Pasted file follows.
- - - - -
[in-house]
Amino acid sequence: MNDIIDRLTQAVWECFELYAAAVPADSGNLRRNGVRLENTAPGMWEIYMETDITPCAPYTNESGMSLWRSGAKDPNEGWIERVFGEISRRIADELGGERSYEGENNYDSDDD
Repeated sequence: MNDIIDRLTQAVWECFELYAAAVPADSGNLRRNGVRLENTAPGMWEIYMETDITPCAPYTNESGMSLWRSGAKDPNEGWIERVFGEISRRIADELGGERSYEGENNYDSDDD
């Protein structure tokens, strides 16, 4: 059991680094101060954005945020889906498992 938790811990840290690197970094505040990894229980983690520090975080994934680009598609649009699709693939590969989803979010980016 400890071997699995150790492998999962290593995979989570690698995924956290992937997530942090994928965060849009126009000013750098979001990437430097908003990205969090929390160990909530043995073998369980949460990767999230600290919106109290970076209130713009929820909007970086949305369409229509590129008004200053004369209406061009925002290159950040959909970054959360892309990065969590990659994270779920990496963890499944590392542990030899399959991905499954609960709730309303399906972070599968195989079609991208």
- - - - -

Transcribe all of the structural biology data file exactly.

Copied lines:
[in-house]
Amino acid sequence: MNDIIDRLTQAVWECFELYAAAVPADSGNLRRNGVRLENTAPGMWEIYMETDITPCAPYTNESGMSLWRSGAKDPNEGWIERVFGEISRRIADELGGERSYEGENNYDSDDD
Repeated sequence: MNDIIDRLTQAVWECFELYAAAVPADSGNLRRNGVRLENTAPGMWEIYMETDITPCAPYTNESGMSLWRSGAKDPNEGWIERVFGEISRRIADELGGERSYEGENNYDSDDD
């Protein structure tokens, strides 16, 4: 059991680094101060954005945020889906498992 938790811990840290690197970094505040990894229980983690520090975080994934680009598609649009699709693939590969989803979010980016 400890071997699995150790492998999962290593995979989570690698995924956290992937997530942090994928965060849009126009000013750098979001990437430097908003990205969090929390160990909530043995073998369980949460990767999230600290919106109290970076209130713009929820909007970086949305369409229509590129008004200053004369209406061009925002290159950040959909970054959360892309990065969590990659994270779920990496963890499944590392542990030899399959991905499954609960709730309303399906972070599968195989079609991208």